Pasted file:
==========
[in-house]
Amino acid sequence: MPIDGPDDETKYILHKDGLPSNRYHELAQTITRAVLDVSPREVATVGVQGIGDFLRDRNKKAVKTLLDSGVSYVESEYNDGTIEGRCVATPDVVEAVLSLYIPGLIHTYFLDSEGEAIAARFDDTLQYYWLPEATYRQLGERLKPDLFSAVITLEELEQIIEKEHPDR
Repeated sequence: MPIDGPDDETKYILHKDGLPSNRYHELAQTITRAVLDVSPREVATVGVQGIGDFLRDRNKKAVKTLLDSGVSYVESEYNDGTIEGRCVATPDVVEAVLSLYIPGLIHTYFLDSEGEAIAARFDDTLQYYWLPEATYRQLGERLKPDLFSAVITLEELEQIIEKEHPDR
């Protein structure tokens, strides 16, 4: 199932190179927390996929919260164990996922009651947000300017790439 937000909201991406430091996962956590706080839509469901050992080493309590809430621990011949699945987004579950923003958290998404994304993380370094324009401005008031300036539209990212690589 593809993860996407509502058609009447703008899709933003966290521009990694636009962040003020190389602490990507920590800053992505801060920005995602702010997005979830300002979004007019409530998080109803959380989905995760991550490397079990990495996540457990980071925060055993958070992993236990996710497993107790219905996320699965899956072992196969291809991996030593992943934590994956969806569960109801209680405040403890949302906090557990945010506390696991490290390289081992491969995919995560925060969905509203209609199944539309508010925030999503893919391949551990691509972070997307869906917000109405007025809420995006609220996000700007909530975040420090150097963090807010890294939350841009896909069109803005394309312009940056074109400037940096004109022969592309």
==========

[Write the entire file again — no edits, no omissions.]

[in-house]
Amino acid sequence: MPIDGPDDETKYILHKDGLPSNRYHELAQTITRAVLDVSPREVATVGVQGIGDFLRDRNKKAVKTLLDSGVSYVESEYNDGTIEGRCVATPDVVEAVLSLYIPGLIHTYFLDSEGEAIAARFDDTLQYYWLPEATYRQLGERLKPDLFSAVITLEELEQIIEKEHPDR
Repeated sequence: MPIDGPDDETKYILHKDGLPSNRYHELAQTITRAVLDVSPREVATVGVQGIGDFLRDRNKKAVKTLLDSGVSYVESEYNDGTIEGRCVATPDVVEAVLSLYIPGLIHTYFLDSEGEAIAARFDDTLQYYWLPEATYRQLGERLKPDLFSAVITLEELEQIIEKEHPDR
């Protein structure tokens, strides 16, 4: 199932190179927390996929919260164990996922009651947000300017790439 937000909201991406430091996962956590706080839509469901050992080493309590809430621990011949699945987004579950923003958290998404994304993380370094324009401005008031300036539209990212690589 593809993860996407509502058609009447703008899709933003966290521009990694636009962040003020190389602490990507920590800053992505801060920005995602702010997005979830300002979004007019409530998080109803959380989905995760991550490397079990990495996540457990980071925060055993958070992993236990996710497993107790219905996320699965899956072992196969291809991996030593992943934590994956969806569960109801209680405040403890949302906090557990945010506390696991490290390289081992491969995919995560925060969905509203209609199944539309508010925030999503893919391949551990691509972070997307869906917000109405007025809420995006609220996000700007909530975040420090150097963090807010890294939350841009896909069109803005394309312009940056074109400037940096004109022969592309």